Edward George Dyson

(March 1865 - 22 August 1931 / Ballarat / Victoria / Australia)

The Happy Gardeners - Poem by Edward George Dyson

We were storemen, clerks and packers on
an ammunition dump
Twice the size of Cootamundra, and the goods
we had to hump
They were bombs as big as water-butts, and
cartridges in tons,
Shells that looked like blessed gasmains, and
a line in traction-guns.

We had struck a warehouse dignity in dealing
with the stocks.
It was, “Sign here, Mr. Eddie!” “Clarkson,
forward to the socks!”
Our floor-walker was a major, with a nozzle
like a peach,
And a stutter in his Trilbies; and a limping
kind of speech.

We were off at eight to business, we were free
for lunch at one,
And we talked of new Spring fashions, and the
brisk trade being done.
After five we sought our dugouts lying snug
beneath the hill,
Each with hollyhocks before it and geraniums
on the sill.

Singing “Home, Sweet home,” we swept,
and scrubbed, and dusted up the place,
Then smoked out on the doorstep in the twi-
light's tender grace.
After which with spade and rake we sought
our special garden plot,
And we 'tended to the cabbage and the shrink-
ing young shallot.

So long lived we unmolested that this seemed
indeed “the life.”
Set apart from mirk and worry and the inci-
dence of strife;
And we trimmed our Kitchen Eden, swapping
vegetable lore,
Whi1e the whole demented world beside was
muddled up with war.

There was little talk of Boches and of bloody
battle scenes,
But a deal about Bill's spuds and Billy
Carkeek's butter-beans;
Porky specialised on onion and he had a sort
of gift
For a cabbage plump and tender that it took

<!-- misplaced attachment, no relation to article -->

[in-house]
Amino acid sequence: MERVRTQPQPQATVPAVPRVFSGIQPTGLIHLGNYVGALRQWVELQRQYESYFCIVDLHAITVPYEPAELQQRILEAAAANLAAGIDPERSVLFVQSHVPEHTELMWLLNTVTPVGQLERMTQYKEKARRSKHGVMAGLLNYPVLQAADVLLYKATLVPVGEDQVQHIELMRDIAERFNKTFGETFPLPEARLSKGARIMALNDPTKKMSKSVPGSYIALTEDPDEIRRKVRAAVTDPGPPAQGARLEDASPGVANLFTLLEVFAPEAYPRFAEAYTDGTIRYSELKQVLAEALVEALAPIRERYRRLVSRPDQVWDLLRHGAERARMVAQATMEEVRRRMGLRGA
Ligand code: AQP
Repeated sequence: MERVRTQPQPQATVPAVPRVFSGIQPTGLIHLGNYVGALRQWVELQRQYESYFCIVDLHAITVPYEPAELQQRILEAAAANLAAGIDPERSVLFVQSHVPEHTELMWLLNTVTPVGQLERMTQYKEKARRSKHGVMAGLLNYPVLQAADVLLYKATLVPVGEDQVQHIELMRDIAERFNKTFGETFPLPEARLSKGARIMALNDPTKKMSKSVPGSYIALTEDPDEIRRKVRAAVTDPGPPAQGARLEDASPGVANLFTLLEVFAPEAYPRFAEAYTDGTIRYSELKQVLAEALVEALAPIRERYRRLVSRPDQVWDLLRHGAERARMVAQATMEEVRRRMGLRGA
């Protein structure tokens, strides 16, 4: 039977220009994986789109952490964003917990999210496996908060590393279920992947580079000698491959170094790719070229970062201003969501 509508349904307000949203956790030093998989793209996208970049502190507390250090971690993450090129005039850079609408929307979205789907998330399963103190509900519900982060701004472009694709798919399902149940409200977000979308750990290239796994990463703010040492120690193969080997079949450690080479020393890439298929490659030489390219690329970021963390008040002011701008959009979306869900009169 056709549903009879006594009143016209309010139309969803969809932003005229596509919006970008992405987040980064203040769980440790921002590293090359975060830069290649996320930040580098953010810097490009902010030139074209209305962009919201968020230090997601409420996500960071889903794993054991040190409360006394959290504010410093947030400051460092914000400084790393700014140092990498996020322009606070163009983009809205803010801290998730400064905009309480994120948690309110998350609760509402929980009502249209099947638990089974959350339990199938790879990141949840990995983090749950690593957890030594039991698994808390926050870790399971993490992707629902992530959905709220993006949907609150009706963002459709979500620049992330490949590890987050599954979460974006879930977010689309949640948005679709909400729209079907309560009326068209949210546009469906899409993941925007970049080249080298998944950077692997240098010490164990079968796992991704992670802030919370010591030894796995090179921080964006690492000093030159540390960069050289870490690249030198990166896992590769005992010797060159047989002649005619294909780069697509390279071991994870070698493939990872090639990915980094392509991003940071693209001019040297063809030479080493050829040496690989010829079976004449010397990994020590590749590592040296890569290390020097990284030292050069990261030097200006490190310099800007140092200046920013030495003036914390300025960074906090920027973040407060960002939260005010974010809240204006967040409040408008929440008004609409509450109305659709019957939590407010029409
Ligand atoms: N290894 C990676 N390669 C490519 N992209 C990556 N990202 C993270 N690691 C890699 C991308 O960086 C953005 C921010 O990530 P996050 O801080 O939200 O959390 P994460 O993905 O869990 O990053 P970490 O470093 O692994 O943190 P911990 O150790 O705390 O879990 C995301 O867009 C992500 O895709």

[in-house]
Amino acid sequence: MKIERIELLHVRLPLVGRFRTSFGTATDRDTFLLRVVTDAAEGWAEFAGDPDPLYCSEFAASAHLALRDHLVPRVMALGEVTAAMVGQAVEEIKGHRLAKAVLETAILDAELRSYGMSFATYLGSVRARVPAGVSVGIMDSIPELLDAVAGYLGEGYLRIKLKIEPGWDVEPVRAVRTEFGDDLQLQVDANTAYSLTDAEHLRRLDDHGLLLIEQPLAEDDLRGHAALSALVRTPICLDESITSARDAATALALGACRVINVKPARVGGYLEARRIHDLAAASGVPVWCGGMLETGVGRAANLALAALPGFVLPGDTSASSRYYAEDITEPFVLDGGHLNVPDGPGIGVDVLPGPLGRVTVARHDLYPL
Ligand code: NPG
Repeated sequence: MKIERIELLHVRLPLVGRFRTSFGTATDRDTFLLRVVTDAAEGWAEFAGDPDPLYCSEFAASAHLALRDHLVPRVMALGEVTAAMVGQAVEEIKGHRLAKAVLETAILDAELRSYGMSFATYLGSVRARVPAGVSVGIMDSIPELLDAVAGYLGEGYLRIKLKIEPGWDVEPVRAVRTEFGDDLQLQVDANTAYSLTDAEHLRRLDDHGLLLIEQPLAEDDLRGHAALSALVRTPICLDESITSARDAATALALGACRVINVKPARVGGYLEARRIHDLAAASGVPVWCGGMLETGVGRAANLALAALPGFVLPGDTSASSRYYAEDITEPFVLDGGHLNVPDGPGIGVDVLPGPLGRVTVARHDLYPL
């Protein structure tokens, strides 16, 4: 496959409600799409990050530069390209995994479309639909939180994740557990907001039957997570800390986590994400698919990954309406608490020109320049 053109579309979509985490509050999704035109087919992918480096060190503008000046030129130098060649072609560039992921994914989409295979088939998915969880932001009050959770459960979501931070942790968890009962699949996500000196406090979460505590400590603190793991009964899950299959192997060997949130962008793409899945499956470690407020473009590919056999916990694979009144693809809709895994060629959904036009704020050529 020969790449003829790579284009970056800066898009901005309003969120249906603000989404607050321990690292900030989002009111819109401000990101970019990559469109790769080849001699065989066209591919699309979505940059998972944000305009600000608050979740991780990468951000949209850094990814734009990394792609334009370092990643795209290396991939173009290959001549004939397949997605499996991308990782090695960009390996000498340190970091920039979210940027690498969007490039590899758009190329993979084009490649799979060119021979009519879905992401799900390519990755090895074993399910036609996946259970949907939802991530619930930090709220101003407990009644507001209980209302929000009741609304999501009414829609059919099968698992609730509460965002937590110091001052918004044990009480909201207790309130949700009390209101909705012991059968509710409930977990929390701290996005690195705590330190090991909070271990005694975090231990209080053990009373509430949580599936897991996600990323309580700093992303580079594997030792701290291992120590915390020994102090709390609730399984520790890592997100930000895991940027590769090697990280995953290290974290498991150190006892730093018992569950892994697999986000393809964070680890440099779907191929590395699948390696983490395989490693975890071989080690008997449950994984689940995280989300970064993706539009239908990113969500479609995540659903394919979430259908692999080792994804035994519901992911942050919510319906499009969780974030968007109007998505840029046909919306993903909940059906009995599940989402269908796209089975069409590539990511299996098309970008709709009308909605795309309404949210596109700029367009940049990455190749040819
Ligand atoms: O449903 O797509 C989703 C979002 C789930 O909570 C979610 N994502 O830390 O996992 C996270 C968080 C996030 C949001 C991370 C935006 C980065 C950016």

two men to lift.

In the pleasant Sabbath morning, when the
sun lit on our “street,”
And illumed the happy dugout with effulgence
kind and sweet,
It was fine to see us forking, raking, picking
off the bugs,
Treading flat the snails and woodlice and
demolishing the slugs.

Then one day old Fritz got going. He had
a hint of us,
And the shell the blighter posted was as roomy
as a 'bus;
He was groping round the dump, and kind of
pecking after it;
When he plugged the hill the world heeled up,
the dome of heaven split.

Then, 0 Gott and consternation! Swooped a
shell a and stuck her nose
In Carkeek's beans. Those beans came up!
A cry of grief arose!
As we watched them—plunk! another shell
cut loose, and everywhere
Flew the spuds of Billy Murphy. There were
turnips in the air.

Bill! she tore a quarter-acre from the land-
scape. With it burst
Tommy's carrots, and we watched them, and
in whispers prayed and cursed.
Then a wail of anguish 'scaped us. Boomed
in Porky's cabbage plot
A detestable concussion. Porky's cabbages
were not!

There the Breaking strain was reached, for
Porky fetched an awful cry,
And he rushed away and armed himself.
With loathing in his eye,
Up and over went the hero. He was savage
Through and through,
And he tore across the distance like a mad-
dened kangaroo.

They had left a woeful sight indeed—frail cab-
bages all rent,
Turnips mangled, little carrots all in one red
burial blent,
Parsnips ruined, lettuce shattered, torn and
wilted beet and bean,
And a black and grinning gap where once our
garden flourished green.

Five and fifty hours had passed when came a
German in his shirt.
On his back he carried Porky black with
blood, and smoke and dirt.
“I sniped six of 'em,” said Porky, “an' me
pris'ner here,” he sez-
“I done in the crooel swine what strafed me
helpless cabba-ges.”


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Poem Submitted: Tuesday, April 13, 2010



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